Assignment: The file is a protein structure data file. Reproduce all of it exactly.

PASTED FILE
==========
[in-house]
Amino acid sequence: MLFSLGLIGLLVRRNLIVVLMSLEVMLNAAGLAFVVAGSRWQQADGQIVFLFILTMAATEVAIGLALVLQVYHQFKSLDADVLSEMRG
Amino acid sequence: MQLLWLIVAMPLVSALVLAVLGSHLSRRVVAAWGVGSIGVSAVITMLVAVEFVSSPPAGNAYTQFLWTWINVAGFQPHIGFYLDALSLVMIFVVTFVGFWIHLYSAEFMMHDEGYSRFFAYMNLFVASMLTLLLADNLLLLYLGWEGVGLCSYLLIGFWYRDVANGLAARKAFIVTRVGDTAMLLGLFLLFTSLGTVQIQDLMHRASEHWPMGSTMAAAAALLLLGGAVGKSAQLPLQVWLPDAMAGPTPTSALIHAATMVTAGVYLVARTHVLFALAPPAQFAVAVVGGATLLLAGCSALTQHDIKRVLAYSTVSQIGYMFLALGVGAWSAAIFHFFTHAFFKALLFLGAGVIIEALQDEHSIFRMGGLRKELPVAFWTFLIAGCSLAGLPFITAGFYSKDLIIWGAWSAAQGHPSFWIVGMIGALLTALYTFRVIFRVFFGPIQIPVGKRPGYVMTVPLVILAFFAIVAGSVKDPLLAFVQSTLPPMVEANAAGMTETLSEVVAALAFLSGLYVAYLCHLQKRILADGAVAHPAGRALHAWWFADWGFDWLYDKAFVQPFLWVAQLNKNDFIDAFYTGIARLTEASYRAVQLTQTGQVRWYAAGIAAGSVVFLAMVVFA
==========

[in-house]
Amino acid sequence: MLFSLGLIGLLVRRNLIVVLMSLEVMLNAAGLAFVVAGSRWQQADGQIVFLFILTMAATEVAIGLALVLQVYHQFKSLDADVLSEMRG
Amino acid sequence: MQLLWLIVAMPLVSALVLAVLGSHLSRRVVAAWGVGSIGVSAVITMLVAVEFVSSPPAGNAYTQFLWTWINVAGFQPHIGFYLDALSLVMIFVVTFVGFWIHLYSAEFMMHDEGYSRFFAYMNLFVASMLTLLLADNLLLLYLGWEGVGLCSYLLIGFWYRDVANGLAARKAFIVTRVGDTAMLLGLFLLFTSLGTVQIQDLMHRASEHWPMGSTMAAAAALLLLGGAVGKSAQLPLQVWLPDAMAGPTPTSALIHAATMVTAGVYLVARTHVLFALAPPAQFAVAVVGGATLLLAGCSALTQHDIKRVLAYSTVSQIGYMFLALGVGAWSAAIFHFFTHAFFKALLFLGAGVIIEALQDEHSIFRMGGLRKELPVAFWTFLIAGCSLAGLPFITAGFYSKDLIIWGAWSAAQGHPSFWIVGMIGALLTALYTFRVIFRVFFGPIQIPVGKRPGYVMTVPLVILAFFAIVAGSVKDPLLAFVQSTLPPMVEANAAGMTETLSEVVAALAFLSGLYVAYLCHLQKRILADGAVAHPAGRALHAWWFADWGFDWLYDKAFVQPFLWVAQLNKNDFIDAFYTGIARLTEASYRAVQLTQTGQVRWYAAGIAAGSVVFLAMVVFA